Alpheus Augustus Hurst papers, 1816-1950 2 Linear Feet — 1340 Items
Ledgers (hard back and composition book), legal documents, family correspondence, almanacs, advertisements, and pamphlets.
Ledgers (hard back and composition book), legal documents, family correspondence, almanacs, advertisements, and pamphlets.
Collection contains a ledger, a daybook, a cashbook, and an account book relating to a firm involved in the importation and sale of sugar, molasses, coffee, tea, corn, and other products. The books record shipment of goods from various ports in the West Indies and the South. Craven Ashford may have been a business partner. Several items are laid in.
Collection comprises 8 medical account journals maintained by Budlong between 1817 and 1839. In addition to treatments provided, most often tooth extractions and bleeding, the doctor noted examinations and prescriptions for pills, oils, powders, elixirs, bitters, ointments, and asthmatics, along with cathartic sugars and throat lozenges. Fees are recorded for each entry and payments and regular audits noted. The entries were irregular in regard to date. Included in the collection is an undated typescript list of more than 100 individuals treated in volume 1, indicating that Budlong served as the primary physician for the area during its early settlement. There are indexes for volumes 2 and 8; and these, along with 76 items laid-in to the volumes, including receipts, blotting sheets, lists, calculations, and other notes have been removed to a separate folder. One item laid in is receipt unrelated to the volumes for a payment dated 1915. Acquired as part of the History of Medicine Collections.
Collection comprises a medical ledger (209 pages, plus 14 pages index), dated 1880-1886, of Texas physician Cyrus O. Weller, whose patients included African Americans. The ledger includes entries for various African-American groups, such as the Union Guiding Star Association, The United Brothers of Friendship, and the Knights of Wise Men. Includes names, dates, prices for treatment, type of visit, and any treatment details, including pulling teeth, excising tumors, treating fractures, vaccinations, and amputations. Acquired as part of the History of Medicine Collections and the John Hope Franklin Research Center for African and African American History and Culture.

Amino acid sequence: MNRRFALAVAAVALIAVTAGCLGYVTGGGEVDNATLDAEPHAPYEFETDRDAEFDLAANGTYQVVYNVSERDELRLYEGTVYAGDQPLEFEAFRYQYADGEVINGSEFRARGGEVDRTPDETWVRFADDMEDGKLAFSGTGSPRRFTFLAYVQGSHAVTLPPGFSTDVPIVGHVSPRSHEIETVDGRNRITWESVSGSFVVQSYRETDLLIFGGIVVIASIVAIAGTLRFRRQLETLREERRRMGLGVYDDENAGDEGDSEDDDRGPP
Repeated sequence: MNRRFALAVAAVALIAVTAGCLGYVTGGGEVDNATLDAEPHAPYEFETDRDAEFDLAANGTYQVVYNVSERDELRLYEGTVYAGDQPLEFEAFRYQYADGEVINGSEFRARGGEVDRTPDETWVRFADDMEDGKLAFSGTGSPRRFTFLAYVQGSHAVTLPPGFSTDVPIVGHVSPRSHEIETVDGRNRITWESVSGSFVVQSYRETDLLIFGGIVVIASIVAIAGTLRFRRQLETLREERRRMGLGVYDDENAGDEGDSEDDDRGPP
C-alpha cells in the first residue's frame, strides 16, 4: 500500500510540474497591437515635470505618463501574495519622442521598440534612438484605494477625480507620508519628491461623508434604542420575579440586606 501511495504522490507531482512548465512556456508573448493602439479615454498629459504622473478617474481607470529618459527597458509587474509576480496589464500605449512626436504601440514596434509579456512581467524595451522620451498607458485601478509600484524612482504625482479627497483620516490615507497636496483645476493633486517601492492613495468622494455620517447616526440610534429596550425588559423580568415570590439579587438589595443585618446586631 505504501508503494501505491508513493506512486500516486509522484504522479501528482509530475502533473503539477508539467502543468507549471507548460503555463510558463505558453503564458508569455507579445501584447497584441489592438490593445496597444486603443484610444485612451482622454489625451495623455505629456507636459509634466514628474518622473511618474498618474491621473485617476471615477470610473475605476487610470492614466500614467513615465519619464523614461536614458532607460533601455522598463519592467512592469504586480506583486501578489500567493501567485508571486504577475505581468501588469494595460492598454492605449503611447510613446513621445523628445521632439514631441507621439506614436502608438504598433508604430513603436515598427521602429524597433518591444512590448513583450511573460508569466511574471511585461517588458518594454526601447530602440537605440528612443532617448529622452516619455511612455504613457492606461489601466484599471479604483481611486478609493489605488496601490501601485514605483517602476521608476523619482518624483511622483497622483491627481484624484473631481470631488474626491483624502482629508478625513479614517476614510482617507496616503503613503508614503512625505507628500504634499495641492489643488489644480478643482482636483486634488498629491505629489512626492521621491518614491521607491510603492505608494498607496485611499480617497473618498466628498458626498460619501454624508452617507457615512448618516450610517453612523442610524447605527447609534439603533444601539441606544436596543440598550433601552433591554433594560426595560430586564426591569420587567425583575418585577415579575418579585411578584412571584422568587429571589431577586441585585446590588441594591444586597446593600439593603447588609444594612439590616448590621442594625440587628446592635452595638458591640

Primarily incoming and outgoing personal and business correspondence, bills and receipts, bank statements, and deeds (1890-1950). The material documents Newsom's real estate activities and Durham N.C.'s economic and urban development from the 1920s-1940s. Also includes financial ledgers; scrapbooks of Newsom's newspaper real estate advertisements; notebooks in shorthand; various Newsom family estate papers; and a poem by Newsom, "To the Men of the Golden Star," read by him at a World War I memorial service held at Trinity College (1919). The collection contains few records of Newsom's tenure as an official of Trinity College and Durham County. (02-102)
Collection comprises a ledger (dated 1836-1867) and three documents, including a letter (1864 January 19) appointing Edmund Snare as an examining surgeon of the Pension Office; a printed document (dated 1864-1866) with a handwritten list of pensioners he examined; and a letter (July 1866) from Snare to pensioner John Horst requesting more details regarding his injury, with Horst's responses. The last portion of the ledger (approximately 53 pages) contains Snare's records regarding his examinations of soldiers, primarily from Pennsylvania regiments, who had been discharged for various injuries and diseases from both the Civil and Mexican wars. One soldier was from New York, one from Illinois, and one was an African American with the 32d Regt. U.S. Colored Troops. Entries recorded the soldier's name, home town, regiment and immediate commanding officer, as well as the attorney representing the soldier in his petition. Sometimes the battle in which the injury was received is mentioned, including Antietam, Gettysburg, and Cold Harbor; other notes mention men who were captured and sent to Confederate prisons, including Andersonville. Snare then provided a detailed medical description of the injury or wound and any resulting damage. Several of the men had contracted diseases while on duty, such as typhoid or tuberculosis, had sustained hernias or were sidelined by rheumatism, but most of the men suffered gunshot wounds or injuries from cannon fire. In the margins Snare recorded his estimates for awarding a pension, according to guidelines set by the Pension Office. Some of the soldiers were examined annually or biennially over the course of three years, to reassess their continued eligibility.